‘Flagship Killer’ as a term was widely used across by several media agencies, news publications as well as the brand itself when the OnePlus One was out or was in the nascent launch stages. The whole communication last year revolved around making sure that smart customers were well informed that here is a product that is set to surpass what the very best of the established players had to offer and thus, ‘Flagship Killer’ was always justified given that the OnePlus One at its launch had everything and better than the flagship at that point of time.
However, fast forward to 2015 and things are a little different. With the launch of the OnePlus Two just happening, there is not a lot of mention of ‘Flagship Killer’ as a term. Yes the odd tweet/ video here and there and a mention or two, but by no means as much as last year where it was a mandate. It has been more about solidifying the position in the market and riding on the hype of the successor to one of the blockbuster releases of last year for OnePlus as far as the OnePlus 2 is concerned. And we are glad to an extent that there has been less talk of flagship killing as there are multiple reasons why the OnePlus 2 is not really the ‘Flagship Killer’ that its predecessor was. Here are some of those reasons:
The 1080P display
The OnePlus 2 comes with a 1080P display instead of the 2K display that has become bit of an industry standard when it comes to flagships. LG has got it on the LG G4, Samsung has it on the Samsung Galaxy S6 and S6 Edge while HTC has it on the HTC One M9+. OnePlus definitely can justify that going with 1080P has curtailed some of the performance issues that the above flagships have faced including less than ordinary battery life and that there is very little difference that a human eye can make in between a 1080P and a Quad HD display. However, the fact remains, in future content will be produced in 2K/4K and you need a display with the highest resolution possible on the market if you are investing in something that will last you a good couple of years. So, while the whole screen game may not be a deal breaker, it is most definitely a missing weapon in the arsenal here.
No NFC on board
It is hard to digest that the OnePlus 2 does not come with an NFC chip on board. There has been no official statement about the same and why did OnePlus ignore NFC, but in the world where we are looking at mobile payments being a serious option, lack of NFC could put the phone a couple of notches behind. Pretty much every flagship device today, comes with NFC on board, in fact, the OnePlus One too came with NFC on board. Therefore, no NFC is a glaring miss and perhaps one that will come back to hit the users who buy the phone in the future once mobile payments go full scale up. Not just mobile payments, as an alternate wireless connection to the speakers, the absence of NFC will be felt.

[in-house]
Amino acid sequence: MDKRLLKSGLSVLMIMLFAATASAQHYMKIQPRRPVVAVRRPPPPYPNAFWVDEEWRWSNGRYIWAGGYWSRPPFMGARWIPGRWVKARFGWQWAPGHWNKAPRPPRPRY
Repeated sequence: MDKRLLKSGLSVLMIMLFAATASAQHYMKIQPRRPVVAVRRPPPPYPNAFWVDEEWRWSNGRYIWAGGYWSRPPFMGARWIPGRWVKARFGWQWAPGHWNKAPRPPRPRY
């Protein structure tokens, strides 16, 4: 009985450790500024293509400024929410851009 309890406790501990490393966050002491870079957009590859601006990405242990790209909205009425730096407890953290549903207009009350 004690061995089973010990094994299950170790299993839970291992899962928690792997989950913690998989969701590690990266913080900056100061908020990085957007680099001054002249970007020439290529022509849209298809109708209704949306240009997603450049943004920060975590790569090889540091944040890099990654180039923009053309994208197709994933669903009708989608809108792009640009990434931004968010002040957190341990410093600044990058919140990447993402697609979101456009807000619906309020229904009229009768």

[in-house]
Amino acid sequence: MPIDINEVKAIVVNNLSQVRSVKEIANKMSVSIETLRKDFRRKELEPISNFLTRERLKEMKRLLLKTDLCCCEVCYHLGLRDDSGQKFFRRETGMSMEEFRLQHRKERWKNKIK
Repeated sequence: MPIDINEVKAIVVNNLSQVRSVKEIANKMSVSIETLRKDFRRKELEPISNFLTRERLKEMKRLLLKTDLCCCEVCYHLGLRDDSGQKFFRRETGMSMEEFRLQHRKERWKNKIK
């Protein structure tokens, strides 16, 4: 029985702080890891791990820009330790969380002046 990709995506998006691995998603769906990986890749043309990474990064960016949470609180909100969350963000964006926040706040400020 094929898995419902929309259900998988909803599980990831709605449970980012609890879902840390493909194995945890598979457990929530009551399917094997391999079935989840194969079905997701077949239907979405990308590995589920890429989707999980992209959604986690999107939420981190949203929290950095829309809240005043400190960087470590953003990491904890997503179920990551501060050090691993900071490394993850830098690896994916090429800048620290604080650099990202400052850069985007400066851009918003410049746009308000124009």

Potentially not so good camera
Even before the device was launched, Youtube artist, MKBHD had posted a video review, comparing the camera quality of the OnePlus 2 with some of the other flagship devices so far and frankly the results were very average. Going from being one of the very best camera phones that the OnePlus One was, to a distinctively average camera performance is a bit of a bummer. Yes, Laser Focus will be a welcome addition, but what about no support for RAW images, lack of Manual Controls on the camera as well as the same MegaPixel count as that on the OnePlus One? OnePlus has promised that support for RAW and manual controls will be added, but will the performance of the camera be really improved with a software OTA update? We shall only find out in the due course of time, till that though, we would have liked the camera of the OnePlus Two to have been a little more appealing.
No Fast Charging
As psyched as we were about the USB C-Port, the lack of fast charging is a bit of a bummer. Pretty much every flagship device, today comes with Fast Charge so that, the depleting battery life can be fought against and fast. In fact, the OnePlus One was of the fastest charging devices that we have experienced with a 0 to 100% charge in just over 2 hours time with the enclosed charger. The Samsung Galaxy S6 too has a very interesting fast charging mechanism, so does the M9+ and the LG G4. It is a train that pretty much everyone is jumping on, and one that every flagship device today totally should have on board unless the battery life is absolutely top of the charts.
The Story of OS
The OnePlus One with CyanogenMod 11 was a runaway winner when it came to adding features and customisations on an Android phone on top of stock Android. Post the ugly breakup with CyanogenMod, the OnePlus 2 comes with Oxygen OS 2.0. While it is a clean AOSP ROM, you do wonder if somewhere down the line we will miss out on the customizations of CyanogenMod or added features like Blinkfeed that the likes of HTC have on their flagship phones. OnePlus is new to the game of software given that they had pretty much left that on CyanogenMod to take care of, and you feel that it would be a while before OnePlus could confidently offer you the best-integrated software and hardware experience like they could during the ‘Flagship killer’ days of the OnePlus One. Given that Samsung, LG and HTC have really upped their software game this year, you really feel that this is a critical place where OnePlus may have lost some vital points.
It is easy to put down that bringing pretty much any of the above features on board would have direct implications on the cost of the product, but it is enough to justify that because the OnePlus One did it and OnePlus 2 could not, it possibly is not the ‘Flagship Killer’ that it was billed to be and perhaps even before we could say it, OnePlus knew it.